Barys shares the BAJ say­ing: in elec­tions, politi­cians fight, but jour­nal­ists suf­fer. A series of repres­sions against all inde­pen­dent media accom­pa­ny every elec­tion cycle. The author­i­ties see jour­nal­ists as their main ene­mies.

    — The dic­ta­tor­ship believes that a prob­lem doesn’t need to be fixed if no one knows about it. For them, the prob­lem is when soci­ety learns about the issue. This was also true in the Sovi­et Union, where any crit­i­cal infor­ma­tion was banned. The dic­ta­to­r­i­al regime wants peo­ple to fol­low like obe­di­ent sheep to wher­ev­er Azaron­ak points. So that peo­ple don’t look at their salaries, the num­ber of polit­i­cal pris­on­ers, or sud­den­ly see how peo­ple live in a free Euro­pean soci­ety. That’s why jour­nal­ists are tar­get­ed because it could be dif­fer­ent.

    Jour­nal­ists are accused of lead­ing peo­ple to protest, Barys con­tin­ues, but that is not true.

    — In 2020, soci­ety encoun­tered infor­ma­tion that could not leave peo­ple indif­fer­ent. Yes, this infor­ma­tion was spread by the media. Yes, they report­ed on those who died from coro­n­avirus. Yes, they report­ed on those beat­en at protests. By read­ing truth­ful inde­pen­dent media, peo­ple took to the streets because it couldn’t go on like that.

    Барыс Гарэцкі марафон салідарнасці

    Pho­to: Reform.news

    «Our pub­li­ca­tions are a suc­cess sto­ry»
    After being forced to leave, the sit­u­a­tion in the media changed. In Belarus, media could earn mon­ey from adver­tis­ing, but now those oppor­tu­ni­ties are sig­nif­i­cant­ly less. Much depends on donors, Barys explains.

    — But col­leagues are also striv­ing for self-mon­e­ti­za­tion. For exam­ple, ‘Zerka­lo’ has enough adver­tis­ing slots — which means some adver­tis­ing rev­enue goes to the edi­to­r­i­al office. How­ev­er, the vol­ume of such income is, of course, not com­pa­ra­ble to the times when we worked in Belarus.

    The donor mar­ket is also chang­ing. Until 2022, Belarus was the only coun­try in the region that required sig­nif­i­cant finan­cial sup­port for inde­pen­dent media work, Barys con­tin­ues.

    — After the start of the full-scale inva­sion, the media sec­tors of three coun­tries in our region simul­ta­ne­ous­ly need sup­port: Belaru­sian, Ukrain­ian, and lib­er­al Russ­ian. There is a cer­tain com­pe­ti­tion. How­ev­er, Belaru­sian media are well-regard­ed. Our met­rics show that Belaru­sian media have not lost their audi­ence. This is not like Russ­ian pub­li­ca­tions, which cov­er a small per­cent­age of the entire Russ­ian audi­ence. Our pub­li­ca­tions are a suc­cess sto­ry.

    In some Euro­pean coun­tries, there is a cer­tain rev­er­ence for Rus­sia, so they are ready to spend more mon­ey on Russ­ian media, Barys observes.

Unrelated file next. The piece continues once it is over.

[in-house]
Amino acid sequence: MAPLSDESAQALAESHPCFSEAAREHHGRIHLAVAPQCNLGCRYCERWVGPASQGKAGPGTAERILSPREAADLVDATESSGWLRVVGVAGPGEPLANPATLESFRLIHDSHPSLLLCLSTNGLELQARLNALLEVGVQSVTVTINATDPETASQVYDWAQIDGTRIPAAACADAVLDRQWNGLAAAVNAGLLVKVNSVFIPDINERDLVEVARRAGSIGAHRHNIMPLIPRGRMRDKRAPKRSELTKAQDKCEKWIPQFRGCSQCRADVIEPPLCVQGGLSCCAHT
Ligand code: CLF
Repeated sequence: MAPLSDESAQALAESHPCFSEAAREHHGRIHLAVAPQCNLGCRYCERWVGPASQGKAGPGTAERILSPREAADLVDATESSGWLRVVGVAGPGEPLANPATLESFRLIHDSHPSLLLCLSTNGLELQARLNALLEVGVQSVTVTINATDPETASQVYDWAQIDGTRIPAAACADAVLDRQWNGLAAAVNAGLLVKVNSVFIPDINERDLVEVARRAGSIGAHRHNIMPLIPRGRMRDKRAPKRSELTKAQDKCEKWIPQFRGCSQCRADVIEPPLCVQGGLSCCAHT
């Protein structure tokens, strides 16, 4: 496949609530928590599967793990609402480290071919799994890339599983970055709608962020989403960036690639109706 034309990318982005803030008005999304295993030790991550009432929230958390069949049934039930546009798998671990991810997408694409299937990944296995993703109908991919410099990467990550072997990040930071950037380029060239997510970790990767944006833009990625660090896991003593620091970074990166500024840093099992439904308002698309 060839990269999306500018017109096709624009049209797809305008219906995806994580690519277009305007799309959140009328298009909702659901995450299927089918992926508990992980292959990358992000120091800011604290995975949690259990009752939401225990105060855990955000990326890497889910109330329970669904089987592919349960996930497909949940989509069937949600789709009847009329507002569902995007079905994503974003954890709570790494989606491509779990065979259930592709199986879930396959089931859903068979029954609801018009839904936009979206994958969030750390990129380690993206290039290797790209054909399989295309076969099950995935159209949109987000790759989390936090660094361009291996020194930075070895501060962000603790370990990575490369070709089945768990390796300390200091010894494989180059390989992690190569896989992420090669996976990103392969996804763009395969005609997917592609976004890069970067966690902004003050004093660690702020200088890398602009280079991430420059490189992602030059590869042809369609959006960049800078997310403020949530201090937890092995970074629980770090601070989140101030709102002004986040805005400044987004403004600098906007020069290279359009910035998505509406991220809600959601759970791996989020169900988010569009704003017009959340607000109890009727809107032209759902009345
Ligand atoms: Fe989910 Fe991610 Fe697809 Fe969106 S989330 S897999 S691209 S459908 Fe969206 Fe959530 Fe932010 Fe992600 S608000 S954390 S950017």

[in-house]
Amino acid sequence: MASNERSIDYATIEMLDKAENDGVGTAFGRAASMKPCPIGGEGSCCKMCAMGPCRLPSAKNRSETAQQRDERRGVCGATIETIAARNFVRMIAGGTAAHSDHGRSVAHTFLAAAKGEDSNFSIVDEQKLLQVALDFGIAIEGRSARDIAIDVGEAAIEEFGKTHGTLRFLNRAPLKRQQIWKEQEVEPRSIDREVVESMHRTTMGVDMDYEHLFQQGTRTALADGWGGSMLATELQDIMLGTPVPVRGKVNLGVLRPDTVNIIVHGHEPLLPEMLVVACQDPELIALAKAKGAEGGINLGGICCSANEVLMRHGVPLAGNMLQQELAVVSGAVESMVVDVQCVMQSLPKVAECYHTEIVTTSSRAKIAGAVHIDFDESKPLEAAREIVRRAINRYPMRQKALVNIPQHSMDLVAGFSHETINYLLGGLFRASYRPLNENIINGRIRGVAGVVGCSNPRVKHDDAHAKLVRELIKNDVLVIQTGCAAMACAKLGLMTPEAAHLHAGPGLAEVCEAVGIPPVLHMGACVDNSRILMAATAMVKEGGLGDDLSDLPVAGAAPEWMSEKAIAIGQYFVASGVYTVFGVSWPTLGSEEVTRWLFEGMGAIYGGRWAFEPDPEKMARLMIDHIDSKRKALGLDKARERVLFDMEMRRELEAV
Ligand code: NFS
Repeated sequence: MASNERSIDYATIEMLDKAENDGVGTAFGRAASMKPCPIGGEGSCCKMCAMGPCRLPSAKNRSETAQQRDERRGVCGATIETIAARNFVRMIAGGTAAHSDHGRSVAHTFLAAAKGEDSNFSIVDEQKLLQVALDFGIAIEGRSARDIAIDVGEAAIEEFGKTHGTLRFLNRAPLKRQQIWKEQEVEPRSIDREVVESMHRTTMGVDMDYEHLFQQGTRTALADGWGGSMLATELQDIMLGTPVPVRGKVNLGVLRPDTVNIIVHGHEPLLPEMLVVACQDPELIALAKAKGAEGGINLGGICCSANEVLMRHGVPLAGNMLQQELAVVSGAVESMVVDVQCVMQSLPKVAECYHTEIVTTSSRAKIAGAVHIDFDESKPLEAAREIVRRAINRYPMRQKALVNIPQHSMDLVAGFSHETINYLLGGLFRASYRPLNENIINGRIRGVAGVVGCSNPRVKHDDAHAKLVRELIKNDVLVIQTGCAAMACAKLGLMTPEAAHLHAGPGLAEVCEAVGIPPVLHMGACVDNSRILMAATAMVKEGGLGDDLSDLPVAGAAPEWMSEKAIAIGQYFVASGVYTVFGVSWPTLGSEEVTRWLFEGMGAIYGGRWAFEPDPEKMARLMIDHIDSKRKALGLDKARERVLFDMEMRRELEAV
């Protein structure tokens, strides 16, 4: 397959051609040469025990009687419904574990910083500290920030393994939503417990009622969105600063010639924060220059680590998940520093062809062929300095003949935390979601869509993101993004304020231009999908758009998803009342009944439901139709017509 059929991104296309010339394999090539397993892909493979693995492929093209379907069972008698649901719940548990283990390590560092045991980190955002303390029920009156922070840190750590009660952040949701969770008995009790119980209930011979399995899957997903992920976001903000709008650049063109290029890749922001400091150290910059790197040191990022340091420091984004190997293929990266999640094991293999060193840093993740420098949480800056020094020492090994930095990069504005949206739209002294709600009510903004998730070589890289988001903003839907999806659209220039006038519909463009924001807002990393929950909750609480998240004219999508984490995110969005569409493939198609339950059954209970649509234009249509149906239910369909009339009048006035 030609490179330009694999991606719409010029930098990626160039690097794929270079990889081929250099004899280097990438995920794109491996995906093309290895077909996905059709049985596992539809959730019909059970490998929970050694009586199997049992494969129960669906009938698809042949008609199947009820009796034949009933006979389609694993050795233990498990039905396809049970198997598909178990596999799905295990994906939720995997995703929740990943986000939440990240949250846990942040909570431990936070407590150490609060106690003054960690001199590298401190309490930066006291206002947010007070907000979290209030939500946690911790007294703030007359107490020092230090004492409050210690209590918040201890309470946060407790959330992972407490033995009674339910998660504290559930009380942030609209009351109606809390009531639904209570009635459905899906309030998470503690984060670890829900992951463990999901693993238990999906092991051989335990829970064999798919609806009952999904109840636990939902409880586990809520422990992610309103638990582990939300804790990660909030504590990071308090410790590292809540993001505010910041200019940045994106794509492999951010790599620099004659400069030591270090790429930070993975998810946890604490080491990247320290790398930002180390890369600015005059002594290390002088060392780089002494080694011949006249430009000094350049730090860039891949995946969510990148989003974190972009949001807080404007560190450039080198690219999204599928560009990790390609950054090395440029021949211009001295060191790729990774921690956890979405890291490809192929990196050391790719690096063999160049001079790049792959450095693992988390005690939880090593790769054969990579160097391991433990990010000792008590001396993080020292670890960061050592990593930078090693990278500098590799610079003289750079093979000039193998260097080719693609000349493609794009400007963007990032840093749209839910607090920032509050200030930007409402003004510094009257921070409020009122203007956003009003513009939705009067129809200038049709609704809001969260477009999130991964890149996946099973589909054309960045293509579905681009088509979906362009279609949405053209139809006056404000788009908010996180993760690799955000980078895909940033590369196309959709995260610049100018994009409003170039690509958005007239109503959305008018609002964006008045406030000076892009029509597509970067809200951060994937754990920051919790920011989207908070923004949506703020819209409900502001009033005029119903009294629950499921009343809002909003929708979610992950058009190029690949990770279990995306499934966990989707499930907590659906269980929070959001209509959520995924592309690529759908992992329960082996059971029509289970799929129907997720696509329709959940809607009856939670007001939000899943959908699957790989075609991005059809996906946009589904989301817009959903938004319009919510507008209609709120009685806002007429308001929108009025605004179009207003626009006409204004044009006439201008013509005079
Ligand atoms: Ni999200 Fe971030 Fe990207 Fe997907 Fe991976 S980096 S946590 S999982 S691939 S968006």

— The dif­fer­ence between Belaru­sian and Russ­ian pub­li­ca­tions is that Belaru­sian media can reach their audi­ence. Accord­ing to var­i­ous esti­mates, today, the inde­pen­dent Belaru­sian media sec­tor accounts for about a third of the entire Belaru­sian audi­ence. That’s about three mil­lion peo­ple. Fund­ing Russ­ian media is like adding drops to the ocean.

    Boris is keep­ing an eye on recent devel­op­ments around the TV chan­nel «Bel­sat». He believes it would be very trag­ic if fund­ing sud­den­ly halved, as has been pub­licly stat­ed.

    — If tomor­row half or even a third of the channel’s staff find them­selves out on the street, we will have a large num­ber of unem­ployed Belaru­sian media pro­fes­sion­als. And they can’t just move to oth­er pub­li­ca­tions because those pub­li­ca­tions don’t have such oppor­tu­ni­ties.

    Despite the new chal­lenges, Barys Haret­s­ki hopes that glob­al­ly in 2024–2025, the Belaru­sian inde­pen­dent media sec­tor will be more or less okay.

    — I hope the Belaru­sian media sec­tor will remain approx­i­mate­ly the same as it is now. And if we’re lucky, it will even expand with new ambi­tious projects. The amount of mon­ey may decrease, but new tech­nolo­gies and new ways of reach­ing the audi­ence are emerg­ing.

    When asked what moti­vates him to con­tin­ue his activ­i­ties, Barys responds:

    — My col­leagues in prison moti­vate me. They are not abstract fig­ures. I worked togeth­er with Poc­zobut, and we trav­eled a lot. I worked with Kate­ri­na Andree­va at many events. Andrei Alexan­drov was once the deputy chair­man of BAJ. You could approach Mari­na Zolo­to­va, the edi­tor-in-chief of TUT.by, with any ques­tion. They are behind bars — that’s my moti­va­tion to con­tin­ue. They are my friends, and I can imag­ine what a tri­al it is to be in a prison cell. I could be in their place if I hadn’t left in time. It’s their fate, we must think about them and strive to free them all.